“One of the things I ended up focusing on in my book is how mid-level health workers navigated the changing resource landscape that arose following the influx of global aid dollars,” McKay says. “There were relatively few doctors compared to the demand for medical care, so people like nurses and health technicians were very much on the front lines in terms of mediating between patients and new protocols for caregiving, new agendas for caregiving.” cover
McKay's book delves into the complications that arise when foreign aid constitutes a significant fraction of a country's health care budget. (Image: Duke University Press)

One phenomenon that McKay observed was that some of these mid-level health workers applied their own morals when offering assistance. They would bend the aid organizations’ rules to give care to those they considered “worthy” patients. 

“Health workers were making these kinds of moral distinctions on the ground,” McKay says. “Someone might say ‘That woman is married so her children don’t technically count as orphans, but I know her husband doesn’t contribute to the family so I’m going to support her,’ or, ‘Technically this person qualified for food supplementation, but I actually think their family has more money than this other person who doesn’t diagnostically qualify but who I think needs that kind of support.’”

Like a game of Telephone, the message and mission of global health aid may change as it passes from a U.S.-based global aid organization through in-country staff and finally to the patients. McKay notes that this raises the question of whether it would be better to keep health care within the country, eliminating the role of international NGOs altogether. 

“That might be an ideal,” says McKay, “but my feeling is if we had no international aid, there are people who are getting medications right now who would not get them and would die, so that’s not a helpful binary to set up.”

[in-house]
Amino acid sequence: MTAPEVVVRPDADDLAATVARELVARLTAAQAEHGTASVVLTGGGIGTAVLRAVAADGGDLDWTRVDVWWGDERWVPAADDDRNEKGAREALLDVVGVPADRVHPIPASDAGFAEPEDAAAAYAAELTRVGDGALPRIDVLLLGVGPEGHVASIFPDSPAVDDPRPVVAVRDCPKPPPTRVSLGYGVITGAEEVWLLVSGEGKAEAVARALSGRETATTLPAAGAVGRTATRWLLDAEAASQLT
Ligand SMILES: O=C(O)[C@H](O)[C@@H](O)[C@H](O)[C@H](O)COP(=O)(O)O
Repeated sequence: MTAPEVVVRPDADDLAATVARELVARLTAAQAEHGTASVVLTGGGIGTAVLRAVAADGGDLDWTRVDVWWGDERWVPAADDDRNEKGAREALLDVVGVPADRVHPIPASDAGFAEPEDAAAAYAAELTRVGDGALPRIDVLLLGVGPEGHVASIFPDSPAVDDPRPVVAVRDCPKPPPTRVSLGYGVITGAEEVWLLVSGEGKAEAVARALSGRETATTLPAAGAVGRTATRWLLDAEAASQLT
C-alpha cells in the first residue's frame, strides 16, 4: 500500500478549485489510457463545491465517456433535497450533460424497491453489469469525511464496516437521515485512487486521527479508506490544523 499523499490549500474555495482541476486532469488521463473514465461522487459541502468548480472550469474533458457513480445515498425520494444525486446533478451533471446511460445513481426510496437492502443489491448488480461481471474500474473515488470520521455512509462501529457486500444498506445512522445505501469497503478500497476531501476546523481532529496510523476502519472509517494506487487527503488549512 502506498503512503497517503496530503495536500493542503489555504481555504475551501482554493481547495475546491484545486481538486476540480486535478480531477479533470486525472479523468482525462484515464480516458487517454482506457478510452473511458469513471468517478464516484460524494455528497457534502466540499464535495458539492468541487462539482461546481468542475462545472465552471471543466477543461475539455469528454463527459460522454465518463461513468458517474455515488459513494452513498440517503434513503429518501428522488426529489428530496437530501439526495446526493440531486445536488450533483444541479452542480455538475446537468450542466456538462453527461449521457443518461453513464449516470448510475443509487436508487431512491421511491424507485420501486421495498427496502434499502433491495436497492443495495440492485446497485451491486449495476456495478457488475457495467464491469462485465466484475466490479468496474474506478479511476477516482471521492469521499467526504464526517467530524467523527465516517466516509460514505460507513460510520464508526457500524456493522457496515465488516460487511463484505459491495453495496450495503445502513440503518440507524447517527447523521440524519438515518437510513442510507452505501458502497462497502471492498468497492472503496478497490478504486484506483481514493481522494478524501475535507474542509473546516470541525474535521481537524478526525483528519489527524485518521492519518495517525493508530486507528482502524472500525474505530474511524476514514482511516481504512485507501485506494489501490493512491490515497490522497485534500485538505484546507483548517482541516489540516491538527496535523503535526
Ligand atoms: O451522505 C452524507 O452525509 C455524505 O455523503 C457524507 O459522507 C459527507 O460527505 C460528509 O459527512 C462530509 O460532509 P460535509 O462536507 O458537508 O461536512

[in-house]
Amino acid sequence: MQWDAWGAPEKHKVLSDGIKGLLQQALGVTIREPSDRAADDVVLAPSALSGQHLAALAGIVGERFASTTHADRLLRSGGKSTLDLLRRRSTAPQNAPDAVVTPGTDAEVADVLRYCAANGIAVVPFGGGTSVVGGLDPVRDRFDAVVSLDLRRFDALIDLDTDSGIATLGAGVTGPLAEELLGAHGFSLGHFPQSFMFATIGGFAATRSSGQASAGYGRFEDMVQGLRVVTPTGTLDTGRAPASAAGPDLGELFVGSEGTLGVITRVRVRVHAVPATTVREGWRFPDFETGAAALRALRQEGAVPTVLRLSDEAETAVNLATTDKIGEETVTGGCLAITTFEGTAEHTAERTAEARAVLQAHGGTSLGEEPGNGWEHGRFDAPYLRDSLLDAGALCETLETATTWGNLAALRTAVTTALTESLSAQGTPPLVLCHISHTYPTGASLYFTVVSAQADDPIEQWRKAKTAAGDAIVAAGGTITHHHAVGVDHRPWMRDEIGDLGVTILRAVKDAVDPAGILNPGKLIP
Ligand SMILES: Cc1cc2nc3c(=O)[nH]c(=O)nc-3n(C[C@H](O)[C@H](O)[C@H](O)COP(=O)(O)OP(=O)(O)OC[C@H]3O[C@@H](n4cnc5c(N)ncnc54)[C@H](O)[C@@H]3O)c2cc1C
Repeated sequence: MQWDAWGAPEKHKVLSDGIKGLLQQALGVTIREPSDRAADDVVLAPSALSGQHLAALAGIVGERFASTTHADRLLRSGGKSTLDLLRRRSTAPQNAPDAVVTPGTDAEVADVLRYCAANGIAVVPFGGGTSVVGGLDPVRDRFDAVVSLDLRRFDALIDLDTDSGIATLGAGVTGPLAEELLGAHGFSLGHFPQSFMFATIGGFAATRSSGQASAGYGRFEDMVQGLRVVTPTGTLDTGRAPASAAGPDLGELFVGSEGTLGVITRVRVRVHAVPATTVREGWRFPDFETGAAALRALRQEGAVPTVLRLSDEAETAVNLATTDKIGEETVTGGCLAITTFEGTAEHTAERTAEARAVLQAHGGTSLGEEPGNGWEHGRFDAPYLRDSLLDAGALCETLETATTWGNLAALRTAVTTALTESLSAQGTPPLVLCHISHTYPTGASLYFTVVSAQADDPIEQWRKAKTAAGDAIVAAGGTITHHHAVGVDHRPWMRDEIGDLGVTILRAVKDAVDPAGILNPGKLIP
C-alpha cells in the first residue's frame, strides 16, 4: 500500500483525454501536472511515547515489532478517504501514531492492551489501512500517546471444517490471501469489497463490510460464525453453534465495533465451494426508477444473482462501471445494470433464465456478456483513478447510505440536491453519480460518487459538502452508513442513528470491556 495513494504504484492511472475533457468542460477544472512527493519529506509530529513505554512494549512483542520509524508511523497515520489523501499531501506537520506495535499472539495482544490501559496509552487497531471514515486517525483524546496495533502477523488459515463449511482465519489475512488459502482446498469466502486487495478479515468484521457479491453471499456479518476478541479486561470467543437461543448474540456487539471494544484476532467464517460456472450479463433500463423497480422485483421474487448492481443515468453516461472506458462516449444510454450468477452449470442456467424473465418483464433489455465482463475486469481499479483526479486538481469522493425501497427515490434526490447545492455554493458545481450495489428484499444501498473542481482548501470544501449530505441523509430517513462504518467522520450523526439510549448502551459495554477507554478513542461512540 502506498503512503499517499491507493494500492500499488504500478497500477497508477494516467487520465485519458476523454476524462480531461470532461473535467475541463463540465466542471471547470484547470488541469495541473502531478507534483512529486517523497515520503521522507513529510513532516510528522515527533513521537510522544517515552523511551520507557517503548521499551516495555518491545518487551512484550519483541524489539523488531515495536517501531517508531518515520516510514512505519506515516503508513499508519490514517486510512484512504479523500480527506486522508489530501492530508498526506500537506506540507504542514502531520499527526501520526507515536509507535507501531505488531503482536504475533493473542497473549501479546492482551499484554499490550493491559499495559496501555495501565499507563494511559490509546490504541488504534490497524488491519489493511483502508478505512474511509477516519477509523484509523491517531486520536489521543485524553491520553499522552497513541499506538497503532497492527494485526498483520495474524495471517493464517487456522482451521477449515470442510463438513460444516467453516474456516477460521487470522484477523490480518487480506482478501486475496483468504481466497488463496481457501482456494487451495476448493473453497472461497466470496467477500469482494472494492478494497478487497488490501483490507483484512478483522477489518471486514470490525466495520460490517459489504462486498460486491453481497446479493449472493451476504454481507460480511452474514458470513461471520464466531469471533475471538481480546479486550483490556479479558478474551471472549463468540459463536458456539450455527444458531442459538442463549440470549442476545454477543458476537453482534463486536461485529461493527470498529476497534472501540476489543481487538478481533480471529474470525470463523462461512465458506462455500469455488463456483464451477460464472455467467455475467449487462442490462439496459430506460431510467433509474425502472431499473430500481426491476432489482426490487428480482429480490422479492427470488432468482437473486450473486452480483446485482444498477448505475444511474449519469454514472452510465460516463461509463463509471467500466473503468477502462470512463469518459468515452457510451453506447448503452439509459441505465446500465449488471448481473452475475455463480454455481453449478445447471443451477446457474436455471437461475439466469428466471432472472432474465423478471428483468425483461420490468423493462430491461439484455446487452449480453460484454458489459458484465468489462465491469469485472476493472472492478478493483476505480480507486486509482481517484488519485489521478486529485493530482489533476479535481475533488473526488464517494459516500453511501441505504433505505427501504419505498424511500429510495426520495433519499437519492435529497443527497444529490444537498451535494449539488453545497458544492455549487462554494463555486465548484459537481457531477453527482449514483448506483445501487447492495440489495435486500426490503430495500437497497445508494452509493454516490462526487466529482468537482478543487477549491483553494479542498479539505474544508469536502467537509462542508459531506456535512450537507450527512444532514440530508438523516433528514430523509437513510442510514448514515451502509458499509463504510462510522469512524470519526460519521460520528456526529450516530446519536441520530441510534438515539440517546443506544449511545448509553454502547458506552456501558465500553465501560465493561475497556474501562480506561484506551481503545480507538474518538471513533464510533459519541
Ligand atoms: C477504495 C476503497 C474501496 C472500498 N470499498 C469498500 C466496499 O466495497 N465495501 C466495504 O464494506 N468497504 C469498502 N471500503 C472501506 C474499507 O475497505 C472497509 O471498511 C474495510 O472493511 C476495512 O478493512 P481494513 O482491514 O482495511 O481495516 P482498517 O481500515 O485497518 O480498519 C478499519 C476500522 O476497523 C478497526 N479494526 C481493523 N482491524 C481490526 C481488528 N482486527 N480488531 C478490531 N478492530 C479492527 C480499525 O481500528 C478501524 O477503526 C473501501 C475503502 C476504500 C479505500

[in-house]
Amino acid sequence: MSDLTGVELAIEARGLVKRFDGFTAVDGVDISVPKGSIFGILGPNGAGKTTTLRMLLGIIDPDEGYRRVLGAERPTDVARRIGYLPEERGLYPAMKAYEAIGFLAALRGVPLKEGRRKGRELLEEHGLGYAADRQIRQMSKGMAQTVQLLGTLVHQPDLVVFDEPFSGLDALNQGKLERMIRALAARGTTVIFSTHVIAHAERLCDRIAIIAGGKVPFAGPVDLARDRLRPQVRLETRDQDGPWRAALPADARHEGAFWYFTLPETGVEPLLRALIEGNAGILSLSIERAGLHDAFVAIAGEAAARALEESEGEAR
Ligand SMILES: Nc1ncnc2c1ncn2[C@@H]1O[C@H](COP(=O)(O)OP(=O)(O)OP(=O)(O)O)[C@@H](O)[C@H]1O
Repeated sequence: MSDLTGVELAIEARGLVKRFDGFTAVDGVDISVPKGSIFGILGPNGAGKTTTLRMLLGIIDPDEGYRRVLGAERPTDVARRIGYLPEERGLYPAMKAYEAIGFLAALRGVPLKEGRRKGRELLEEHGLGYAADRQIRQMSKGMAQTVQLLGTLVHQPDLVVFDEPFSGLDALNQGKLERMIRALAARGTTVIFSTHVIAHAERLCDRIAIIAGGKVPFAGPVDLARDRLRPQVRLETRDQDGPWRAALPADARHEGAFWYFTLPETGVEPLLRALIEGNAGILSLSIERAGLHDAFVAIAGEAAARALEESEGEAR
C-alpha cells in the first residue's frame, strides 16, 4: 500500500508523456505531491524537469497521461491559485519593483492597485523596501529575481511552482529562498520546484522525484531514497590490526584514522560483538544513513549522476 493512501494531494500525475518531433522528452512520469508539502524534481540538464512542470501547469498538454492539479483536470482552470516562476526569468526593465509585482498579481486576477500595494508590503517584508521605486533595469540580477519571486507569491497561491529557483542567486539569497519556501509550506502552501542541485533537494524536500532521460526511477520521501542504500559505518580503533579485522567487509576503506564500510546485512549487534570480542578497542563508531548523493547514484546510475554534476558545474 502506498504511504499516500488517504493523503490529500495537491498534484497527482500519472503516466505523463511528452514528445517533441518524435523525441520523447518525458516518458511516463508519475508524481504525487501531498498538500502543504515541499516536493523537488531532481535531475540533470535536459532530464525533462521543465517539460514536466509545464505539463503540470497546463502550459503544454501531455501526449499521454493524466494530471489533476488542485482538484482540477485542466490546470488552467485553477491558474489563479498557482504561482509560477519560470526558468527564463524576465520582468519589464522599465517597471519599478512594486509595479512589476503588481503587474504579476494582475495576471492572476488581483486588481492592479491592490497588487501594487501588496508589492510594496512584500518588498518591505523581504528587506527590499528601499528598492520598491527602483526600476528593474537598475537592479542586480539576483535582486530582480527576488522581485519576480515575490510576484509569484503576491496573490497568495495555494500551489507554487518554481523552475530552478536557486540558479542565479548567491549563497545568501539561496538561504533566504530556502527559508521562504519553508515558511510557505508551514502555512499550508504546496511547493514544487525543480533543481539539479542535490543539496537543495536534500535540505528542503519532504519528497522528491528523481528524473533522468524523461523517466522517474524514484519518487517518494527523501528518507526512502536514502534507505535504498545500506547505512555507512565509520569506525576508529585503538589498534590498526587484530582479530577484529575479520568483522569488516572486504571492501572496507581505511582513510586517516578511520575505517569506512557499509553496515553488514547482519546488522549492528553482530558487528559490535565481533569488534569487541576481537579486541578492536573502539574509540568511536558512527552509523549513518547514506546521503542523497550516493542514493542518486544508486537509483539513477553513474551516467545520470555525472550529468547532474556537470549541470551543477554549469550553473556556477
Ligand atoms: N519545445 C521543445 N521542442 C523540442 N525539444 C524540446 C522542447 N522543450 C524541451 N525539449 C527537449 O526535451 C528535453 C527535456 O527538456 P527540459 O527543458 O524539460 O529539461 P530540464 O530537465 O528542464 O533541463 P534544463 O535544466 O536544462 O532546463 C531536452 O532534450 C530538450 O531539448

For the people who are working on the ground, many of whom are aware of the critiques of international aid, NGOs provide vital support. “What these workers are asking for is not necessarily that the NGOs leave,” McKay says, “it’s that there will be a more morally accountable system of delivering aid, a system that is more sustainable, that doesn’t come in these dramatic influxes of resources and then rapid curtailments. That is really what we should be working for.”

McKay has noticed aid organizations moving in this direction, especially in the wake of the 2014 Ebola epidemic, which made visible the lack of health care infrastructure in many African countries. Instead of aid being earmarked for one disease, for example, more often it may purchase diagnostic equipment or other infrastructure that can be used for many different conditions.

Meanwhile, though funding for global health soared from the 1990s until the early 2010s, recent years have seen funding levels plateau. McKay is keeping an eye on what this means for medicine in developing nations, and how the relationships between funders, caregivers, and patients will continue to adapt and change. 

“Is the private sector going to step in? Is it going to be health care only for the elite who can fly to other countries to access it?” she says. “That’s one set of issues I’m thinking about.”